Microsoft's Cognitive Toolkit software (CNTK) is on GitHub, and is still developing. But the company also wants to support others.
Here, the company is working closely with Facebook, and contribute more into the development of Facebook's own flavor of free AI software, the PyTorch. Microsoft acknowledges that Cognitive Toolkit and PyTorch are both failing to keep up with the adoption of Google TensorFlow. As the competition tightens, Microsoft wants a bit more of the market share.
The company hasn't made a big deal about the change, but still, Microsoft is showing that it rather help others rather than purely focusing on its own projects.
There are reasons behind the partnership.
First of all, Microsoft's AI has its own strengths. For example, it's particularly great for building speech recognition systems. Second, Facebook's PyTorch has gained popularity and has some interesting technical capabilities on its own.
It started in 2017, when Microsoft's chief technology officer, Kevin Scott, met with Facebook's chief technology officer, Mike Schroepfer.
The two concluded that the AI ecosystem was overcrowded, and it would be good for Microsoft and Facebook to "defrag some of the complexity" in the ecosystem of software that people can use to train AI models. Then in September 2017, Microsoft and Facebook introduced ONNX, a piece of open-source software for exporting models trained with one AI software framework
"We have to be able to actually contribute back to the community," he said.
Microsoft and Facebook wants to simplify the AI market, because there are just too many AI frameworks to choose from.
TensorFlow was put together by team behind Google Brain team, and provides tools for numerical computation and machine learning at scale. Many machines and an increasing number of deep learning models and algorithms are brought together in an accessible format, with help from Python and C++.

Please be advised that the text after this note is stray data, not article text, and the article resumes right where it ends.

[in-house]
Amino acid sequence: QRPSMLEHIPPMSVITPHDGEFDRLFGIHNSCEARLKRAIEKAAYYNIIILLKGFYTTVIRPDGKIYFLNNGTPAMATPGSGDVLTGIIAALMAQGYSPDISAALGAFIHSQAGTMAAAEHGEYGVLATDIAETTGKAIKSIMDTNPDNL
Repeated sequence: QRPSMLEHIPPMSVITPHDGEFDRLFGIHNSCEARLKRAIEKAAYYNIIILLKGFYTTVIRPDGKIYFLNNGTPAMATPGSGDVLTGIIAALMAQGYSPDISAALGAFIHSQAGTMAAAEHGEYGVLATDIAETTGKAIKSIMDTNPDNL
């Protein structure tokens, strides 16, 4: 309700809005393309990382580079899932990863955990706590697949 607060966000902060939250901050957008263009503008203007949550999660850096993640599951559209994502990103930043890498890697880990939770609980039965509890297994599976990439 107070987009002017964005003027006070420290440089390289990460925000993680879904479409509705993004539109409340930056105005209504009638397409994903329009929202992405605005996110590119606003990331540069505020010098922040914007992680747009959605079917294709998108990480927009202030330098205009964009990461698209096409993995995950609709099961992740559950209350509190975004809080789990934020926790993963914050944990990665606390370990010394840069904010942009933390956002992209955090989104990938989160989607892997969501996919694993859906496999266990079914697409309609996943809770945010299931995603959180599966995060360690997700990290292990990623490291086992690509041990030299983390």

Microsoft's CNTK hasn't got the traction, but PyTorch is doing better. So here, Microsoft partners with Facebook to bring PyTorch forward to compete better with TensorFlow.
"The momentum of community, really, is around PyTorch and TensorFlow, and so that's where were throwing the bulk of our emphasis," said Eric Boyd, Microsoft's corporate vice president of AI platform. "Having community adoption is hugely important."
The move by Microsoft to support other technologies outside its own, is in line with the company's previous attempts.
For example, Microsoft has previously embraced open source projects, including sponsoring the Open Source Initiative, launching its own version of Linux-based cross-platform OS, created a Linux version of its SQL Server database software, and more.
Microsoft has also acquired GitHub, the platform popular for open-source developers, and have stopped developing its own big-data software, Dryad, to focus more of its support around the Hadoop open-source tools.